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Official Wedding Attire Question/Answer/Picture Thread

Discussion in 'Classic Menswear' started by unbelragazzo, Dec 31, 2012.

  1. pasoguava

    pasoguava Active Member

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    Cannot. . . unsee. . .

    Well, you both bring up good points. May very well need to look at the Kent Wang's again.
     
  2. mhdena

    mhdena Senior member

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  3. vodwat

    vodwat Member

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    Hi All,

    I am really new here and I have a lot to learn. I stupidly posted this in a new thread and was directed here.

    I'm getting married in the fall and I have instructed the groomsman to wear black-tie dress with a few requirements (like only a black bow tie, black cummerbund/waist coat). I am being told by numerous individuals (and I read in some guides) that, as the groom, I should be differentiated from the rest of the groomsmen (i.e., that I should stand out from the group).

    My question is, what can I do (if I even need to), to stand out, without destroying the black-tie ensemble. It seems to me that black-tie by nature allows for little variation. I suppose I could go white tie but I would rather not. Instead, I would like to purchase a high quality, traditional tux that I can use in the future. Not sure if it matters, but the wedding ceremony will be in a NYC church.

    Any ideas, input, from this community would be much appreciated. The early response is that I should stick with traditional black tie.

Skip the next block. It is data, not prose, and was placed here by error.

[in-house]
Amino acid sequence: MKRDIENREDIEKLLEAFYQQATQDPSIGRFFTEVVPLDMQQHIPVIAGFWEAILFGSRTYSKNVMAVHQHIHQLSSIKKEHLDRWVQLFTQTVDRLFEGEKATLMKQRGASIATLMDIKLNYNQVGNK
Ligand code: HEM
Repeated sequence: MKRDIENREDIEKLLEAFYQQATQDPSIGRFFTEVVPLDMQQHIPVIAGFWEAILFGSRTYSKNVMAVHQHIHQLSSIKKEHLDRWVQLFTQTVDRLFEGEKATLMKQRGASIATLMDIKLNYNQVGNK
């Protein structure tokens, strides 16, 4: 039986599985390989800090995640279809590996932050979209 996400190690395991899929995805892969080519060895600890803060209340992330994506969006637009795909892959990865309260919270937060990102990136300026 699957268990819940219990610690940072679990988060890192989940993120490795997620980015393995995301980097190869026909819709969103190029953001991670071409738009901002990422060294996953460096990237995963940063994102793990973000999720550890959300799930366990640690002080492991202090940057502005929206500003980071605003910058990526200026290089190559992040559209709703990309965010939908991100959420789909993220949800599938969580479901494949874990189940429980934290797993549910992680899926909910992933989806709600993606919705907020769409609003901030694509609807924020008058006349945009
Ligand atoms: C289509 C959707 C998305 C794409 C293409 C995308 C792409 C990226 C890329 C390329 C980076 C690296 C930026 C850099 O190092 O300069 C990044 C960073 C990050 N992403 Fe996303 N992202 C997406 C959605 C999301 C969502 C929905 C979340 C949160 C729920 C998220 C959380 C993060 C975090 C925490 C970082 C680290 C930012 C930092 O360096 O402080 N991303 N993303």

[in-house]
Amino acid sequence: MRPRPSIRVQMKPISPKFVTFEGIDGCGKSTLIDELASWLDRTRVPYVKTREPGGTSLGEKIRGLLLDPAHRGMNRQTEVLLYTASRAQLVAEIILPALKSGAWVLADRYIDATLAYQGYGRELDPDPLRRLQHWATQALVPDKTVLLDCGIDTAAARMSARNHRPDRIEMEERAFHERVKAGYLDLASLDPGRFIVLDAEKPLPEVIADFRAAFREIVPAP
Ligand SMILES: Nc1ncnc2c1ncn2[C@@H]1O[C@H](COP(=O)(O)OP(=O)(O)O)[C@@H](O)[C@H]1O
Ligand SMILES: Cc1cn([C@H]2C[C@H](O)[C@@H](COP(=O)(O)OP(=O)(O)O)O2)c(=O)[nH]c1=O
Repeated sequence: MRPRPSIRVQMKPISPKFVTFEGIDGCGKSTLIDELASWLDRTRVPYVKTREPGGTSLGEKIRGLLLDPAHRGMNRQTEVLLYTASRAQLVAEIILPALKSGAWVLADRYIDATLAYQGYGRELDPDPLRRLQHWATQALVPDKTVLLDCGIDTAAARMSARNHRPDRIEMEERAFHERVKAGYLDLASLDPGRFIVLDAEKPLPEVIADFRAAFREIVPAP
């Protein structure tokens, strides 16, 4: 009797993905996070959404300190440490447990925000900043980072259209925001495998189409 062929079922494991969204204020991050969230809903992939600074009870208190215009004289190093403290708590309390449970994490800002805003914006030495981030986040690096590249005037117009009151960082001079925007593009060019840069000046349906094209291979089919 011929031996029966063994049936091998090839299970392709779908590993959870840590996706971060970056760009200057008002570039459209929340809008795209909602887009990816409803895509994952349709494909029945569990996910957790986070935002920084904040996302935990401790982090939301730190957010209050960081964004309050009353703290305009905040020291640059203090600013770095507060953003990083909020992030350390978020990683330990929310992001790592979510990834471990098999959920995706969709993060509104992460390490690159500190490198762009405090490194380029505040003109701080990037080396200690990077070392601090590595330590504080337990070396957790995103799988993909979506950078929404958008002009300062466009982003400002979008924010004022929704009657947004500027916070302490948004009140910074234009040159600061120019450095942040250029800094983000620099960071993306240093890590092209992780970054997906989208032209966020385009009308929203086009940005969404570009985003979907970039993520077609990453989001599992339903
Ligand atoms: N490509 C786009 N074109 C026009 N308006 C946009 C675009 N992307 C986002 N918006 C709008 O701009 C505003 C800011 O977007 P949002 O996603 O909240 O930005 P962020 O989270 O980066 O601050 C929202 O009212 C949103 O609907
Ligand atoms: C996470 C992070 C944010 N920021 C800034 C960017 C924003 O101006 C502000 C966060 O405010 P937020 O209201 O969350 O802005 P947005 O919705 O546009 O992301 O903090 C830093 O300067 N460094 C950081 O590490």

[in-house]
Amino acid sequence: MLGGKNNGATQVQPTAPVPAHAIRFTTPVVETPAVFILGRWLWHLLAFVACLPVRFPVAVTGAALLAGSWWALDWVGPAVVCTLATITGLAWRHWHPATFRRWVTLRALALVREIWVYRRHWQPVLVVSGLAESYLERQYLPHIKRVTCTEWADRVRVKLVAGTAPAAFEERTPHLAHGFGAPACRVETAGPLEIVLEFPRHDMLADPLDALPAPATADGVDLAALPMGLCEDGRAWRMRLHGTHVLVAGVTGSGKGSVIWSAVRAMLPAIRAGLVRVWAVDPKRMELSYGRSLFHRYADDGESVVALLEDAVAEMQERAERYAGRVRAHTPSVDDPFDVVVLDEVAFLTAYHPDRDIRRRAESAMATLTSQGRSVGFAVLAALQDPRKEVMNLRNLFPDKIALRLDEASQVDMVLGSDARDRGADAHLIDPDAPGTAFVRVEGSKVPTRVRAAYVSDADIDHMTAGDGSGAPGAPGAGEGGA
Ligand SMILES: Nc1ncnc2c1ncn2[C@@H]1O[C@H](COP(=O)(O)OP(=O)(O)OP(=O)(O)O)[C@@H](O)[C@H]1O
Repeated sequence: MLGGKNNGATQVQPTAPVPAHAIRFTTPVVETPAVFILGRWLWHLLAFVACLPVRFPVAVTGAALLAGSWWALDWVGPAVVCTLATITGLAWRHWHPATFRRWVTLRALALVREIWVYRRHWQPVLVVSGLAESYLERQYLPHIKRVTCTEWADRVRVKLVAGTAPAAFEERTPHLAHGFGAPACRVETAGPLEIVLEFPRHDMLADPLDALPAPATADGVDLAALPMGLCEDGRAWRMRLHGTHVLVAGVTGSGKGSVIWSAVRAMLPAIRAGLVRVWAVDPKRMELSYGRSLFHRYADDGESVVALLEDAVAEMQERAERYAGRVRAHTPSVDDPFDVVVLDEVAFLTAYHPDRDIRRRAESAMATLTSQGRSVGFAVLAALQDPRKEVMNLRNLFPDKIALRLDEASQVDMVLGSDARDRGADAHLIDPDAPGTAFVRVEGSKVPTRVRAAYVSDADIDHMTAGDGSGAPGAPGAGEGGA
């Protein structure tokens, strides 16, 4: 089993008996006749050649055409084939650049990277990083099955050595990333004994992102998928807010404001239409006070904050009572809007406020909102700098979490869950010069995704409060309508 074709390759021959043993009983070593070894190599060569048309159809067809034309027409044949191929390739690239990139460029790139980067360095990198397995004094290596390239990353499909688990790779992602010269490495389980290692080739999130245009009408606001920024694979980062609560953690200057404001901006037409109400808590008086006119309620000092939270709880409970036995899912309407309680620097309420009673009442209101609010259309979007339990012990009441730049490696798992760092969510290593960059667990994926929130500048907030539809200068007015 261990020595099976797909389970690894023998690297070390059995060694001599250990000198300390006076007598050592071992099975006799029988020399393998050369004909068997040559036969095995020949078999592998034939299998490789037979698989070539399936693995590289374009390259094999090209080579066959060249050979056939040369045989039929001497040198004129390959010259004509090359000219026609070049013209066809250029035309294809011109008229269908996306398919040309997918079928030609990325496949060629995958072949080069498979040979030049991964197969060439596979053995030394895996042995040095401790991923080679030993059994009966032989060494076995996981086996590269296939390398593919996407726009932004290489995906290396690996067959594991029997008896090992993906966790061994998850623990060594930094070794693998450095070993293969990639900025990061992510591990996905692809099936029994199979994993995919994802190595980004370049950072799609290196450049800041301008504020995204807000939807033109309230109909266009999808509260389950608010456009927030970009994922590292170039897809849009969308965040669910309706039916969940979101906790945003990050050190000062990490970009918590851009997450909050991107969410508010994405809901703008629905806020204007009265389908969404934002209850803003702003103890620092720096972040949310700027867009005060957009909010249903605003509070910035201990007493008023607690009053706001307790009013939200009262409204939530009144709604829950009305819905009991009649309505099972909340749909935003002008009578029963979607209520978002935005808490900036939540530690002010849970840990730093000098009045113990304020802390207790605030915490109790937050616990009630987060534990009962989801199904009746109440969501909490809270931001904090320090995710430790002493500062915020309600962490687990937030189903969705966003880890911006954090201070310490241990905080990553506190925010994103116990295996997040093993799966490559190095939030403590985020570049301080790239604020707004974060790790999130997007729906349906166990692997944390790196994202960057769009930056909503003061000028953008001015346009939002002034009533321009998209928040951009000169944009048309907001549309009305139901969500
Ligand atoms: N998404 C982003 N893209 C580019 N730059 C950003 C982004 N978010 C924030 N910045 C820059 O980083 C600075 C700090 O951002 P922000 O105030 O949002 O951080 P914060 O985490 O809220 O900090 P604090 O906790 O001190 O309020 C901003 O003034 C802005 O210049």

Thanks in advance!
     
  4. aravenel

    aravenel Senior member

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    You do not need to be differentiated. No one is going to mistake you for anyone other than the groom.

    If you really want to, get a boutonniere, or one of a different color than the groomsmen. But don't go screwing with the black-tie basics and wear a colored cummerbund or something--that's insta-fail.
     
  5. ImTheGroom

    ImTheGroom Senior member

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    There are some ways to stand apart, without ruining black tie. You could ask your groomsmen to wear cummerbunds, while you wear a waistcoat, or vice versa. You could add a boutonniere, or add a pocket square for a splash of colour. You could also wear a homburg - it would be under your arm in the church, of course, not on your head. www.blacktieguide.com is a good resource, and includes pages on where you can add some individuality to your ensemble.
     
  6. archibaldleach

    archibaldleach Senior member

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    Vodwat, stick with traditional black tie. There is no need as the groom to differentiate yourself because everyone will know you're the groom. Acceptable variations on black tie largely center around the jacket (SB peak lapel, SB shawl lapel, DB peak lapel, DB shawl lapel OR midnight blue / black), cufflinks / studs used, patent oxfords vs. opera pumps, wing vs. turndown collar for a peak lapel tuxedo, pleat front vs. marcella front shirt. You could wear something differentiated, but (1) it looks odd to have everyone wear the same thing except the groom IMO and (2) if everyone is wearing their own tuxedo, there's going to be some variation so you'll just appear to be wearing one version of black tie among many.
     
  7. RogerC

    RogerC Senior member

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    If you want to differentiate, think about the waistcoats: cummerbunds for the rest, waistcoat for you, or black waistcoats for the rest, white marcella for you.
     
  8. MrDaniels

    MrDaniels Senior member

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    Give all of them a uniform boutonniere, and then get a unique on for yourself.